German justice on Tuesday, May 31 raided the premises of Deutsche Bank and its fund management subsidiary DWS in Frankfurt in an investigation for “fraud” on investments “sold as “greener and more sustainable” than they do actually were,” the city prosecutor’s office said.

The searches “are in connection with the charges of ‘greenwashing’ which have been brought against DWS, Europe’s second-largest asset manager, which “has reported in the past to collaborate with the authorities”, said a Deutsche spokesperson. Bank.

During its investigation, the judiciary “found clues” that “contrary to descriptions” in the prospectuses of DWS’ sustainable funds, “ESG [environmental, social and governance] criteria were only considered for a minority of investments and were not considered for a large number of financial investments”, explains the prosecution. ESG-labeled investments have become a major asset class as global warming becomes an unavoidable social issue.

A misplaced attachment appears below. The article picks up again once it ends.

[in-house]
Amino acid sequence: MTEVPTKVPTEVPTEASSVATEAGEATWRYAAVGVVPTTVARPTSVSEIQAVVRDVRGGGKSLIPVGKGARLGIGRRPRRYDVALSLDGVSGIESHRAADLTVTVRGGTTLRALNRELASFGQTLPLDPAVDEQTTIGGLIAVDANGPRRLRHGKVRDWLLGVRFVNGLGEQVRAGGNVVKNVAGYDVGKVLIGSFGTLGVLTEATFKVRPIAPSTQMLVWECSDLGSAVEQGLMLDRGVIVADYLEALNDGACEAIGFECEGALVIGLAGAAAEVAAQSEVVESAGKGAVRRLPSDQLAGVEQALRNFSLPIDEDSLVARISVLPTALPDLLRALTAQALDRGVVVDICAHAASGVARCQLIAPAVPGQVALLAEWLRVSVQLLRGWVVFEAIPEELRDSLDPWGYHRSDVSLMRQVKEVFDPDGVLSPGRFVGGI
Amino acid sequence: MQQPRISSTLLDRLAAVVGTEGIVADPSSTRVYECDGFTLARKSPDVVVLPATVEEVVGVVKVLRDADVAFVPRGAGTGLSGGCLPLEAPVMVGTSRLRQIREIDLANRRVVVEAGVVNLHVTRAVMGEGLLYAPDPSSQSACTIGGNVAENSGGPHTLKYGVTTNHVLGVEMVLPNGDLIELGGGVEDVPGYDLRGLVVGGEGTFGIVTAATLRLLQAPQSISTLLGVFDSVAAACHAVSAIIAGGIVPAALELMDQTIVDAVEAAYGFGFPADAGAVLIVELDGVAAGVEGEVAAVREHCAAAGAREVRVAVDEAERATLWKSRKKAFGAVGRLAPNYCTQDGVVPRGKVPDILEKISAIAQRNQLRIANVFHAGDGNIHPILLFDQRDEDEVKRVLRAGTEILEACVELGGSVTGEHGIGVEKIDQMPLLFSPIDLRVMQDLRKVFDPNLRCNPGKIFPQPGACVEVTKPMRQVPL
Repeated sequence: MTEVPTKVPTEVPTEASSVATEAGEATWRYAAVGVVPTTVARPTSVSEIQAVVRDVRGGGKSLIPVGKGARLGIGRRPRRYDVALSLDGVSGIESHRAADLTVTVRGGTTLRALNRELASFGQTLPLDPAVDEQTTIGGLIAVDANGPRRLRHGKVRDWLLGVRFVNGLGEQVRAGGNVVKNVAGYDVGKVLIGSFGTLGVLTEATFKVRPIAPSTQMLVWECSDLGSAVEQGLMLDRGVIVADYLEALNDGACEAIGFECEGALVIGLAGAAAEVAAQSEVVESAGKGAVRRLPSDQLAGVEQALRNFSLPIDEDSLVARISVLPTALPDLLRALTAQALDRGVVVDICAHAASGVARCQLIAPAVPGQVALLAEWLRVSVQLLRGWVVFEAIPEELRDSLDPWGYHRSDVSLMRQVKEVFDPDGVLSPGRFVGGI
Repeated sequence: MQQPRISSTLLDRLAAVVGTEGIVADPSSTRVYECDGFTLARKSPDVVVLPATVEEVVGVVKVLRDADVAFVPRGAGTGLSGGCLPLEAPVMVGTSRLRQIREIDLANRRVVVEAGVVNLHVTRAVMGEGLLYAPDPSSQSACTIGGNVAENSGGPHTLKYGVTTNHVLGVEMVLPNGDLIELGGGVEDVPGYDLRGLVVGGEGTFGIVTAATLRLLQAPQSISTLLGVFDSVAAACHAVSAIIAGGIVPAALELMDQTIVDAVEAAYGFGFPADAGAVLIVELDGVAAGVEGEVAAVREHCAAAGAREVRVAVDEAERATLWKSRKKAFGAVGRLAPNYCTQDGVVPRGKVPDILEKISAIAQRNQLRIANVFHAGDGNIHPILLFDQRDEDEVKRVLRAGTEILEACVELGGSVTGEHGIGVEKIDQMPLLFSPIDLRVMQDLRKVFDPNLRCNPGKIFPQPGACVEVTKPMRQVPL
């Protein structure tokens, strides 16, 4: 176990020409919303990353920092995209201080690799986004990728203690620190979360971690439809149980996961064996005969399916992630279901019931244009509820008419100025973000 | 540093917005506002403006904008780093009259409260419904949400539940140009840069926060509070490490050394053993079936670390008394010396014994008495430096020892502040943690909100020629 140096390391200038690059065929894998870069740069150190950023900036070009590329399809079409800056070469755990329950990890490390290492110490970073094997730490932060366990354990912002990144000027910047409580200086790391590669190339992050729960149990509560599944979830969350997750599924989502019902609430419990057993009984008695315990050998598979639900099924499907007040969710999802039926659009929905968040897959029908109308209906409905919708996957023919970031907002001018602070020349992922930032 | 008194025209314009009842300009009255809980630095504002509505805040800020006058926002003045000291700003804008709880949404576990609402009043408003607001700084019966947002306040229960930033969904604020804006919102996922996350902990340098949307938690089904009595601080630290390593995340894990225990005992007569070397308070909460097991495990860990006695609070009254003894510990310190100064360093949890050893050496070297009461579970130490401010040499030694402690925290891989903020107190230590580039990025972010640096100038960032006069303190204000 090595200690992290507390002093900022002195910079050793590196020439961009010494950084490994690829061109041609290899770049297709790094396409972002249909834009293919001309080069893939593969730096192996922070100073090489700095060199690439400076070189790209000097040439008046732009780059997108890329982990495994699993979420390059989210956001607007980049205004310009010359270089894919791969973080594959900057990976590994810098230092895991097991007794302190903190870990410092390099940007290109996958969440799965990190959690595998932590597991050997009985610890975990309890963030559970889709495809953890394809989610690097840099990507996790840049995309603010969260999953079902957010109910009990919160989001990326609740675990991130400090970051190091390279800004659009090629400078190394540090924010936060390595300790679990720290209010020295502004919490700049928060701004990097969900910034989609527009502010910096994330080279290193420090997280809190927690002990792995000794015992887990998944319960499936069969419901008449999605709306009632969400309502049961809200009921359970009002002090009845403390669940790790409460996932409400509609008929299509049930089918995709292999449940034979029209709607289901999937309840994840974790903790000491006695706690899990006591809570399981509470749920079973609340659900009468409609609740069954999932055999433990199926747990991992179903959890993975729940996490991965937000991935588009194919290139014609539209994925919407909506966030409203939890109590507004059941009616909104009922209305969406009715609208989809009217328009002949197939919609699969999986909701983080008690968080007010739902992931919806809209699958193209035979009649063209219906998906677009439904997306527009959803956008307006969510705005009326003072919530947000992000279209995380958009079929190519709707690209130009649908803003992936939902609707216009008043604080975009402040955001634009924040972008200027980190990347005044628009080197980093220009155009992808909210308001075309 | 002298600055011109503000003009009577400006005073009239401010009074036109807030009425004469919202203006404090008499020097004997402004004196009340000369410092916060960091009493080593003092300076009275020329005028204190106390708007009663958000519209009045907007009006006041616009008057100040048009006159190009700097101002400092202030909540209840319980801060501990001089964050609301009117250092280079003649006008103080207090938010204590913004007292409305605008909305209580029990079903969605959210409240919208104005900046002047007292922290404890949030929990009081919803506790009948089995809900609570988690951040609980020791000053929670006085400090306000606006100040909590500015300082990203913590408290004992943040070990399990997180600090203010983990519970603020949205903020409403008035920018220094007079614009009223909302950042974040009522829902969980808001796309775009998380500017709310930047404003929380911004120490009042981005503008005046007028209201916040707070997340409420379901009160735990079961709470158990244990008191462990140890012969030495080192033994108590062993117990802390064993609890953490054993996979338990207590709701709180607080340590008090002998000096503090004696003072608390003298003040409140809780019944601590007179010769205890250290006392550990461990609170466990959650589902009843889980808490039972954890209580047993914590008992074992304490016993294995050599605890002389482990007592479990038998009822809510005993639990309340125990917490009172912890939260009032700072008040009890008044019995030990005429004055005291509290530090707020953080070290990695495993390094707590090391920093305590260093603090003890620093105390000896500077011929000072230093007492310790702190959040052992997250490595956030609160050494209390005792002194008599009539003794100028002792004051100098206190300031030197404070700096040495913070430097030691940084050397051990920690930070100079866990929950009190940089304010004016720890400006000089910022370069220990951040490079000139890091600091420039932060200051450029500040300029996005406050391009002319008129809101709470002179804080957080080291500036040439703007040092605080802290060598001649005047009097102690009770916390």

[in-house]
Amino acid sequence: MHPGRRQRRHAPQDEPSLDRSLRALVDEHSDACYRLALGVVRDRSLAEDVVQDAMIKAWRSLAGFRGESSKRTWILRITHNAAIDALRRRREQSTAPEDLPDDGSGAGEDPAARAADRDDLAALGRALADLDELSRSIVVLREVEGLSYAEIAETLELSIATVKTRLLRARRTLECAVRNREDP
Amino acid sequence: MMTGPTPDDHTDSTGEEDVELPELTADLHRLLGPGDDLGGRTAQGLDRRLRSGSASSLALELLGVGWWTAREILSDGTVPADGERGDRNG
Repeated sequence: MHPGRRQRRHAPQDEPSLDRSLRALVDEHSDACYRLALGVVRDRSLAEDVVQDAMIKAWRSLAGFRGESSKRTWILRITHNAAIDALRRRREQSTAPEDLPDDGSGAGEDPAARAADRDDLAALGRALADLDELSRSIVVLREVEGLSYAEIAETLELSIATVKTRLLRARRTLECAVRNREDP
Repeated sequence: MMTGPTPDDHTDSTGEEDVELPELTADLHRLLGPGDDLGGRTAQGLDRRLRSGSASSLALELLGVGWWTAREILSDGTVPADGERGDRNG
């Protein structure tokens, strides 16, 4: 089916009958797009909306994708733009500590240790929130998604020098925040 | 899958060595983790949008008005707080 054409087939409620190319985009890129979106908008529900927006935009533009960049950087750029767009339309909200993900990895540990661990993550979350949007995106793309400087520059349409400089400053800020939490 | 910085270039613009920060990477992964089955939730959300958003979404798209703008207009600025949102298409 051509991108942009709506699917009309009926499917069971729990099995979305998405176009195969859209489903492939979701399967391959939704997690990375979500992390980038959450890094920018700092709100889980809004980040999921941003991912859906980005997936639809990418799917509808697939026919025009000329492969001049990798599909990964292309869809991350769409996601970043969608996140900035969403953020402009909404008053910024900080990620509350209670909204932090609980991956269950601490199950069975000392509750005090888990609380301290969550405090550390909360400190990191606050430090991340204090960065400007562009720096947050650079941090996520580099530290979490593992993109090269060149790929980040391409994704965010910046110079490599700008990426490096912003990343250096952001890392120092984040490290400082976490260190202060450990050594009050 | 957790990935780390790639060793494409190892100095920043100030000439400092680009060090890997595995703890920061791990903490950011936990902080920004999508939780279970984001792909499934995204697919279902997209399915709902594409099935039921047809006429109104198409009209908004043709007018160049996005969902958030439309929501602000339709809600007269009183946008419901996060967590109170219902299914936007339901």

Multiplying procedures

The German case, which targets bank and DWS employees for “investment fraud”, was launched following press reports and statements by a whistleblower to US authorities, says a press release.

The alert was given by the former head of sustainable development at DWS, Desiree Fixler, who accused the management company of having inflated the size of its investments meeting ESG criteria.

A US federal investigation is also underway. In many countries around the world, initiatives are multiplying to combat “greenwashing”, or greenwashing, i.e. the exaggerated or even misleading promotion by companies of their initiatives in the fight against global warming.

In this context, the American stock market watchdog SEC unveiled an initiative last week to strengthen the transparency obligations of financial advisers and asset managers in terms of investments according to sustainable criteria.